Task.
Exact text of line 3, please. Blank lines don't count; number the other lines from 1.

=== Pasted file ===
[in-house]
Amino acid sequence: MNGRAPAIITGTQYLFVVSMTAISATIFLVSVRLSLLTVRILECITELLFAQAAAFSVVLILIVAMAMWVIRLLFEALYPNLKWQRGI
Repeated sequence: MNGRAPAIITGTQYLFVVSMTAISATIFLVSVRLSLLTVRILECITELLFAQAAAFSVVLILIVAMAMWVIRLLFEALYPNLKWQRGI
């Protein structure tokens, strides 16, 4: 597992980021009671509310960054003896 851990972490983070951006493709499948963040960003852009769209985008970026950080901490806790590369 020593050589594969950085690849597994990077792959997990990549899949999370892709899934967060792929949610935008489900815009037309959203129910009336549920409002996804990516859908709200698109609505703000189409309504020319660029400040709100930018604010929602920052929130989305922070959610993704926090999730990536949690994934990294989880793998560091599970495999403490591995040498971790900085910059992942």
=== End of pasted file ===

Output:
Repeated sequence: MNGRAPAIITGTQYLFVVSMTAISATIFLVSVRLSLLTVRILECITELLFAQAAAFSVVLILIVAMAMWVIRLLFEALYPNLKWQRGI